As a result of this special relationship with them, God provided prophets, who served two basic purposes – foretelling and forth-telling. The former concerns things that will happen in the future, the latter is an explanation/exposition of what is happening now. Except in very few cases, and this is the important part, their work was targeted at the nation Israel, and not at individuals. The notable individuals who received instructions from prophets were the kings or leaders of the Israeli people, who were simply the embodiment of the people themselves. After all, from all biblical examples whenever a king began following false gods, the people also followed suit (in some cases they actually forced the people to do so). Therefore, prophecy directed at a king is ultimately aimed at preserving the sanctity of the Israelite nation. This is the case for the work of Samuel towards Saul and David, Nathan towards David, Elijah towards Ahab etc.

It is abundantly evident from scriptures that the majority of the work done by these prophets was towards the nation and it’s tendency to rebel towards God, and not towards individuals, granted though the examples of Naaman etc. Just look at the book of Isaiah, Jeremiah, Ezekiel and the rest, as well as the lives of Elijah and Elisha as documented by the books of 1 & 2 Kings. Add to this the fact that God actually grudgingly agreed to the Israelite nation having a king of their own because he wanted to be their God and King, and there is no need to stretch the point further.

Also worth noting are prophecies to other nations. Here again, these are not prophecies to individuals.

NT – Again, God Calls a People

Just as I stated that the principle was always the same, in the NT God again begins the process of setting apart “a people for himself”. That work began with Christ’s promise, which is not to build individual super disciples, but to build a church, an ekklesia, an assembly. That ekklesia is made up of a combination of Jews and Gentiles, not either alone. This is captured in Paul’s statement to the Corinthians.

“Do not cause anyone to stumble, whether Jews, Greeks or the church of God” (1 Cor 10:32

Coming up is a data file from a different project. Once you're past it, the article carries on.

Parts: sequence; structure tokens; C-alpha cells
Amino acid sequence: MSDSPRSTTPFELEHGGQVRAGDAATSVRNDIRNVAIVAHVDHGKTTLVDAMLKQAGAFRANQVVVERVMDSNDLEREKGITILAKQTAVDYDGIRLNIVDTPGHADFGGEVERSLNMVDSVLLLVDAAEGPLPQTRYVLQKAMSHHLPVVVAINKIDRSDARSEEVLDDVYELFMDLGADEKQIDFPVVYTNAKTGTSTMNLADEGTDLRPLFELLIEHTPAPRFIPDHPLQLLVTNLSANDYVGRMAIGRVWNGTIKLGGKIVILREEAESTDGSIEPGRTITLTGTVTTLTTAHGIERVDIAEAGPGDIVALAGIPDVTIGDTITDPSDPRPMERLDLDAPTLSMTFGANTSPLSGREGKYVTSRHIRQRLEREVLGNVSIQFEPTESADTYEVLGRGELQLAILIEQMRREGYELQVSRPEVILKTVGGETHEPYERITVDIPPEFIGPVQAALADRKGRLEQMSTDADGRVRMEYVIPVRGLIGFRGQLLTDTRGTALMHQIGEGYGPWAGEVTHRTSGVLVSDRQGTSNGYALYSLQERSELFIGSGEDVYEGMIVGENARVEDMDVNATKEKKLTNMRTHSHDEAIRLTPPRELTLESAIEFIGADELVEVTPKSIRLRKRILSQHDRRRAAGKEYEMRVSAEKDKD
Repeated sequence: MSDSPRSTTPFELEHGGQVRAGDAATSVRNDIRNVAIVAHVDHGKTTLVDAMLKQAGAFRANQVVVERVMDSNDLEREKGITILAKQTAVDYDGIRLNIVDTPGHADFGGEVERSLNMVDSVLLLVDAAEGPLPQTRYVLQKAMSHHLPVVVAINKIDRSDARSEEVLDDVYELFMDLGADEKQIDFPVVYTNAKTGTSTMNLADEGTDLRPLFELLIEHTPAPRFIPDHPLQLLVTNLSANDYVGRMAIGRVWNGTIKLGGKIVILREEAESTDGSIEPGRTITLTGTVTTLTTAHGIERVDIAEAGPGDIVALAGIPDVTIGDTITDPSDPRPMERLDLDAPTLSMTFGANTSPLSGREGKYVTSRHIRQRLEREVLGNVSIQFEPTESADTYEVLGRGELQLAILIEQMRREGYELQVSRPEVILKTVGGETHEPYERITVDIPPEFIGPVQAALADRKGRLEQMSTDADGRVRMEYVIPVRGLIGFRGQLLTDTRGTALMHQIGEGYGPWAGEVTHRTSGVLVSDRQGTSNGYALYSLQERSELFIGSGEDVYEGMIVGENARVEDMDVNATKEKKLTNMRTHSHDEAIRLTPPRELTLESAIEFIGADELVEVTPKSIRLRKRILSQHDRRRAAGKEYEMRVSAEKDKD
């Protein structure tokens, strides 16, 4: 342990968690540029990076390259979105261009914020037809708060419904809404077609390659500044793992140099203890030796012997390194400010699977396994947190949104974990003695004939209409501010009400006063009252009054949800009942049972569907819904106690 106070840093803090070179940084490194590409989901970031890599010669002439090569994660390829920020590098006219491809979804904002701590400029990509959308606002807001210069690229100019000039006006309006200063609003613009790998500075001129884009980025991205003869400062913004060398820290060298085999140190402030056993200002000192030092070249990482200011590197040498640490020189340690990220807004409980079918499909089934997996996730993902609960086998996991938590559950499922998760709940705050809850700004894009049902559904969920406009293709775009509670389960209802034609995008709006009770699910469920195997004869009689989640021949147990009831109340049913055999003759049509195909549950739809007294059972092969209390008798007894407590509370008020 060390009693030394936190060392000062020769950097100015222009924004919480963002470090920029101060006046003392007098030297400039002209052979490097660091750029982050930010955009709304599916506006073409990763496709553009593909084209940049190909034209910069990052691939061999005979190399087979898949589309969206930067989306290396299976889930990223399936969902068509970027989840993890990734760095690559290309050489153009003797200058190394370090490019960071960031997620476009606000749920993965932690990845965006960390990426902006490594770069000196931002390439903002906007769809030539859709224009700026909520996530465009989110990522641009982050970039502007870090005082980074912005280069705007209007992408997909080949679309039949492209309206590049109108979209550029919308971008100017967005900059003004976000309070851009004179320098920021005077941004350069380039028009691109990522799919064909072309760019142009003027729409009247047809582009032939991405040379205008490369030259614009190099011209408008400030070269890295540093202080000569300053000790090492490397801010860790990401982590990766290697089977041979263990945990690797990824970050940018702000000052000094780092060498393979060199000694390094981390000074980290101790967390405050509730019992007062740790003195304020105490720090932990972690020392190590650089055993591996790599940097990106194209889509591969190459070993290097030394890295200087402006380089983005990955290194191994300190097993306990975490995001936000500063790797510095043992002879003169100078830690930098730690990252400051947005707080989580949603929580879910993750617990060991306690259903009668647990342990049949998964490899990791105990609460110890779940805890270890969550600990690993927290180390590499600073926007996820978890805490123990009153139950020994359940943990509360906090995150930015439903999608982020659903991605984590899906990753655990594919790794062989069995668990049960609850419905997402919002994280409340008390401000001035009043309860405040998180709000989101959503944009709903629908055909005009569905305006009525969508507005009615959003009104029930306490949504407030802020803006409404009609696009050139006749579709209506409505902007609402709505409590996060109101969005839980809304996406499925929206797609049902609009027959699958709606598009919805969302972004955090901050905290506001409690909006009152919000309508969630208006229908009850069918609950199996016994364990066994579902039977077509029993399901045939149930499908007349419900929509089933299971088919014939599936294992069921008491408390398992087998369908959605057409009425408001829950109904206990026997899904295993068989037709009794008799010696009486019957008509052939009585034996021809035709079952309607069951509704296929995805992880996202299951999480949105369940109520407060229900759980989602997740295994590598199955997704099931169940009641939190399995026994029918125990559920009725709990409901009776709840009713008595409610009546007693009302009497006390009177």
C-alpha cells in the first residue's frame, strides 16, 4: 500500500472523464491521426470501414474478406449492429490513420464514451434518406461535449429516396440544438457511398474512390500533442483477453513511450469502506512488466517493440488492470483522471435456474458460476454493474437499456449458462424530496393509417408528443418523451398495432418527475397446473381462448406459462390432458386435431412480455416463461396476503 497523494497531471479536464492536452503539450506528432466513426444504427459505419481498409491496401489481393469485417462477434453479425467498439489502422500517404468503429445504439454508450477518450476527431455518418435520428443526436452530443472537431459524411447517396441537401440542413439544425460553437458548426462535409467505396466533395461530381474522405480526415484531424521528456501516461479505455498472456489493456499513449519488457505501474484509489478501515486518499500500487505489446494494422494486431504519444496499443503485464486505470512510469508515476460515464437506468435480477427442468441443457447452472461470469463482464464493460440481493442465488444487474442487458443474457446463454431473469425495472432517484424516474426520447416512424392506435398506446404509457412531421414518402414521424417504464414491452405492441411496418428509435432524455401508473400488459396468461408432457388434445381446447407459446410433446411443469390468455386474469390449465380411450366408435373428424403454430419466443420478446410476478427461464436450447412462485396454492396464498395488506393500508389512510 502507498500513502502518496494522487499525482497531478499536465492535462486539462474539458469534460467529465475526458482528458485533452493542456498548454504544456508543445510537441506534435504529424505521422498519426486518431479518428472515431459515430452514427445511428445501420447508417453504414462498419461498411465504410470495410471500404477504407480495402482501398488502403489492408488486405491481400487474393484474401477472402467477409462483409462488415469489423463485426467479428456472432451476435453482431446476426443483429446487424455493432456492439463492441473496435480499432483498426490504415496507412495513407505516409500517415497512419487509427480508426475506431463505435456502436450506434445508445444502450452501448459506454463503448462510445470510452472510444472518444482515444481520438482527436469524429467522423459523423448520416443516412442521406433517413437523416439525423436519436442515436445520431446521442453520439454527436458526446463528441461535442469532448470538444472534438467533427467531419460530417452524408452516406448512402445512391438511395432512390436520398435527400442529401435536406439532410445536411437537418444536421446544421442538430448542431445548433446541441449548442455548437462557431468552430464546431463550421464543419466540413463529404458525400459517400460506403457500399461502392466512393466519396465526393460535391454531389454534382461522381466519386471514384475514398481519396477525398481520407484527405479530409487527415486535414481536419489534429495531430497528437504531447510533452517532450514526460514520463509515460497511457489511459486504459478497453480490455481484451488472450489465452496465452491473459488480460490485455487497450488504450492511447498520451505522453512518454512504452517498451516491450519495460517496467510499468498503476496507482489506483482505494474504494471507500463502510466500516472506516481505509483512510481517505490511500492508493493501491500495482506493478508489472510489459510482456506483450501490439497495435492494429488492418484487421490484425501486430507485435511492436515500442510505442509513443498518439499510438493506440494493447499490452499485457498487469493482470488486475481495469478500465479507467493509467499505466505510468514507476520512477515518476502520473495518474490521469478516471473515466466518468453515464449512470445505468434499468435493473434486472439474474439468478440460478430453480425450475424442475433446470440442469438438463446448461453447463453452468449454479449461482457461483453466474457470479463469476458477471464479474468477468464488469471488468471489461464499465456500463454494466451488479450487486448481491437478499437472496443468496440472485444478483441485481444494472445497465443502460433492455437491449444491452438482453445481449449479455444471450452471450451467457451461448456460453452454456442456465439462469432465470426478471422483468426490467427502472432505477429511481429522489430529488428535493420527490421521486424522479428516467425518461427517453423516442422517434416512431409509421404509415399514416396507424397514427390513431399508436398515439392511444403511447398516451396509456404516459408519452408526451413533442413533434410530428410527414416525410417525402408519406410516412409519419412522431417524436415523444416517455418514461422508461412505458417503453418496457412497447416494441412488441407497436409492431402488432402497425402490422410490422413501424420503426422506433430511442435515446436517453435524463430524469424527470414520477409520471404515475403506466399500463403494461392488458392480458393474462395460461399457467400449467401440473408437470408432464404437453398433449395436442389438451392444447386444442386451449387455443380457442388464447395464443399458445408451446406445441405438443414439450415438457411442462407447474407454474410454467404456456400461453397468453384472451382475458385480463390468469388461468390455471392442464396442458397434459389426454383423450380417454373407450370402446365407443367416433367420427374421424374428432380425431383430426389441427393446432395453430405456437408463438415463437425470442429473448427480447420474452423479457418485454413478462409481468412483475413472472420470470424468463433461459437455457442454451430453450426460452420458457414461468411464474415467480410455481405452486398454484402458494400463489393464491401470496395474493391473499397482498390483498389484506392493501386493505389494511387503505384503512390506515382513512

Nothing could be a stronger statement of the nature of the church. In the dispensation of the NT, everyone could only become a part of Christ by submitting to membership of his body (e.g. Ac 5:14 should correctly be translated “added to the Lord” not “added to their number”). To God, there is no longer a Ghana, Nigeria, Israel or China. There are three nations: Jews, Gentiles (here referred to as Greeks because of the context of the letter) and the church of God. Again, this conglomeration of all sorts of people into one nation before God is reiterated in these passages below.

You are all sons of God through faith in Christ Jesus, for all of you who were baptized into Christ have clothed yourselves with Christ. There is neither Jew nor Greek, slave nor free, male nor female, for you are all one in Christ Jesus” (Gal 3:26-28)

But you are a chosen people, a royal priesthood, a holy nation, a people belonging to God …(1 Pe 2:9)

It is obvious from an examination of the OT and NT in the light of God’s desire for a people that the church of Christ has become the God’s Israel – God’s covenanted nation. God’s desire to extend the Godhead to encompass a people special and separate unto him is finally achieved in the NT – and it’s achieved through Christ and in Christ’s body. Interestingly, these are a people who according to Rev 13:8, have their names written in the book of life before the creation of the world. I’ll leave that for you to ponder on your own.

This setting apart of the church as God’s nation is the reason why it is quite futile for us Christians to be busying ourselves claiming our physical nations for God. God is not interested in America being a “Christian” nation, neither is he interested in Ghana being one. He has already determined who his nation is, and it encompasses all who through Christ have come into fellowship with him. This is a fundamental difference between Christianity and other religions like Islam which Christians in our ignorance try to fight.

NT Practice of Prophecy